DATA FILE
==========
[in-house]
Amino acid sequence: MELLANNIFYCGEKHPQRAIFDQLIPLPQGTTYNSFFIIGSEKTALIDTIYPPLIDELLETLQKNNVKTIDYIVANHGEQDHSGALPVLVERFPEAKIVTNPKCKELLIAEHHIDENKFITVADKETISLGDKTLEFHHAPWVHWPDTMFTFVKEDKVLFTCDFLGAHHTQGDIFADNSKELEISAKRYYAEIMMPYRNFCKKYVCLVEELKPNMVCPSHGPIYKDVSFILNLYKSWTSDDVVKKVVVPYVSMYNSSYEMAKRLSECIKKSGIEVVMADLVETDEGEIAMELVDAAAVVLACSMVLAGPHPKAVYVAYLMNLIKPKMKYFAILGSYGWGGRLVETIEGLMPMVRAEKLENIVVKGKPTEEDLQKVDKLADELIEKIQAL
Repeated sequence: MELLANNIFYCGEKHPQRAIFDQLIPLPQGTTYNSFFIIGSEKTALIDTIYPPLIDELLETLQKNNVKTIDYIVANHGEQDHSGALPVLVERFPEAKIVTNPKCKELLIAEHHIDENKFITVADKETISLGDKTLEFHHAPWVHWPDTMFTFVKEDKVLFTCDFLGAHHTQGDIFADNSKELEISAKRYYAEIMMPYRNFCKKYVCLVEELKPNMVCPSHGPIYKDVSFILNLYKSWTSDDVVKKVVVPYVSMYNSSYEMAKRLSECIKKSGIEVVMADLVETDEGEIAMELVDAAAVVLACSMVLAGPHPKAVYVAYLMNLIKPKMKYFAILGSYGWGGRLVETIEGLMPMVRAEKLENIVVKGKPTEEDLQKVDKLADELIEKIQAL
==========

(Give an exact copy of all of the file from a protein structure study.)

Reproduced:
[in-house]
Amino acid sequence: MELLANNIFYCGEKHPQRAIFDQLIPLPQGTTYNSFFIIGSEKTALIDTIYPPLIDELLETLQKNNVKTIDYIVANHGEQDHSGALPVLVERFPEAKIVTNPKCKELLIAEHHIDENKFITVADKETISLGDKTLEFHHAPWVHWPDTMFTFVKEDKVLFTCDFLGAHHTQGDIFADNSKELEISAKRYYAEIMMPYRNFCKKYVCLVEELKPNMVCPSHGPIYKDVSFILNLYKSWTSDDVVKKVVVPYVSMYNSSYEMAKRLSECIKKSGIEVVMADLVETDEGEIAMELVDAAAVVLACSMVLAGPHPKAVYVAYLMNLIKPKMKYFAILGSYGWGGRLVETIEGLMPMVRAEKLENIVVKGKPTEEDLQKVDKLADELIEKIQAL
Repeated sequence: MELLANNIFYCGEKHPQRAIFDQLIPLPQGTTYNSFFIIGSEKTALIDTIYPPLIDELLETLQKNNVKTIDYIVANHGEQDHSGALPVLVERFPEAKIVTNPKCKELLIAEHHIDENKFITVADKETISLGDKTLEFHHAPWVHWPDTMFTFVKEDKVLFTCDFLGAHHTQGDIFADNSKELEISAKRYYAEIMMPYRNFCKKYVCLVEELKPNMVCPSHGPIYKDVSFILNLYKSWTSDDVVKKVVVPYVSMYNSSYEMAKRLSECIKKSGIEVVMADLVETDEGEIAMELVDAAAVVLACSMVLAGPHPKAVYVAYLMNLIKPKMKYFAILGSYGWGGRLVETIEGLMPMVRAEKLENIVVKGKPTEEDLQKVDKLADELIEKIQAL